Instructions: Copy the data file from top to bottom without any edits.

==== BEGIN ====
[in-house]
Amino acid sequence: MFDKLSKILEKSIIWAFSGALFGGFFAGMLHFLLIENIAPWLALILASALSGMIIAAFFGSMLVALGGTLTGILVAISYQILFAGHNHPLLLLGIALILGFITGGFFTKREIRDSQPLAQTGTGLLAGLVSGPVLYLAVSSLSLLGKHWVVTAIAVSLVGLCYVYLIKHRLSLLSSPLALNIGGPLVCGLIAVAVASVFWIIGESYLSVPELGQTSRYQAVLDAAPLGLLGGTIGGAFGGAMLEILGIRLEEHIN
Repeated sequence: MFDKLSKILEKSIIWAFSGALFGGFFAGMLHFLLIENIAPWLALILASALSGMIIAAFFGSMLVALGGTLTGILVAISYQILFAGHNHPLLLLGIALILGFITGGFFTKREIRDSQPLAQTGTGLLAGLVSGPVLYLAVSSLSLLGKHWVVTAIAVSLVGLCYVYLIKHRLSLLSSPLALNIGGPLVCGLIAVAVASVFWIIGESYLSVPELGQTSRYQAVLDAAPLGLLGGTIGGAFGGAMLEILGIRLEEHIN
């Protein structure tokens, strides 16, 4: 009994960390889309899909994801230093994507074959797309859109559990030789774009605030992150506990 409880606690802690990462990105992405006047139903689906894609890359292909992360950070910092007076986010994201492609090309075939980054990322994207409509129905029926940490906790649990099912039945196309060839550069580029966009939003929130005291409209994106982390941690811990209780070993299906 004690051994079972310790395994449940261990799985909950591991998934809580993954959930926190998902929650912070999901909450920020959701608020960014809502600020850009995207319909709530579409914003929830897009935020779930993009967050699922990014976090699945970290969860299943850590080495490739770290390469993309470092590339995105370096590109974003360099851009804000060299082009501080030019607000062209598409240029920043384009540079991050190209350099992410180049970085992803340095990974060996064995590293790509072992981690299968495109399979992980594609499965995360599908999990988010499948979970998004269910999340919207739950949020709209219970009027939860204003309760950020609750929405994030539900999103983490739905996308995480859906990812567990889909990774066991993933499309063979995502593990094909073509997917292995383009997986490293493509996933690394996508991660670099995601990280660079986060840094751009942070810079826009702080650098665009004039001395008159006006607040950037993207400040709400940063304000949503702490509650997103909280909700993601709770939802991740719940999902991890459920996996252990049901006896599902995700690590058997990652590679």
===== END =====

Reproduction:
[in-house]
Amino acid sequence: MFDKLSKILEKSIIWAFSGALFGGFFAGMLHFLLIENIAPWLALILASALSGMIIAAFFGSMLVALGGTLTGILVAISYQILFAGHNHPLLLLGIALILGFITGGFFTKREIRDSQPLAQTGTGLLAGLVSGPVLYLAVSSLSLLGKHWVVTAIAVSLVGLCYVYLIKHRLSLLSSPLALNIGGPLVCGLIAVAVASVFWIIGESYLSVPELGQTSRYQAVLDAAPLGLLGGTIGGAFGGAMLEILGIRLEEHIN
Repeated sequence: MFDKLSKILEKSIIWAFSGALFGGFFAGMLHFLLIENIAPWLALILASALSGMIIAAFFGSMLVALGGTLTGILVAISYQILFAGHNHPLLLLGIALILGFITGGFFTKREIRDSQPLAQTGTGLLAGLVSGPVLYLAVSSLSLLGKHWVVTAIAVSLVGLCYVYLIKHRLSLLSSPLALNIGGPLVCGLIAVAVASVFWIIGESYLSVPELGQTSRYQAVLDAAPLGLLGGTIGGAFGGAMLEILGIRLEEHIN
């Protein structure tokens, strides 16, 4: 009994960390889309899909994801230093994507074959797309859109559990030789774009605030992150506990 409880606690802690990462990105992405006047139903689906894609890359292909992360950070910092007076986010994201492609090309075939980054990322994207409509129905029926940490906790649990099912039945196309060839550069580029966009939003929130005291409209994106982390941690811990209780070993299906 004690051994079972310790395994449940261990799985909950591991998934809580993954959930926190998902929650912070999901909450920020959701608020960014809502600020850009995207319909709530579409914003929830897009935020779930993009967050699922990014976090699945970290969860299943850590080495490739770290390469993309470092590339995105370096590109974003360099851009804000060299082009501080030019607000062209598409240029920043384009540079991050190209350099992410180049970085992803340095990974060996064995590293790509072992981690299968495109399979992980594609499965995360599908999990988010499948979970998004269910999340919207739950949020709209219970009027939860204003309760950020609750929405994030539900999103983490739905996308995480859906990812567990889909990774066991993933499309063979995502593990094909073509997917292995383009997986490293493509996933690394996508991660670099995601990280660079986060840094751009942070810079826009702080650098665009004039001395008159006006607040950037993207400040709400940063304000949503702490509650997103909280909700993601709770939802991740719940999902991890459920996996252990049901006896599902995700690590058997990652590679």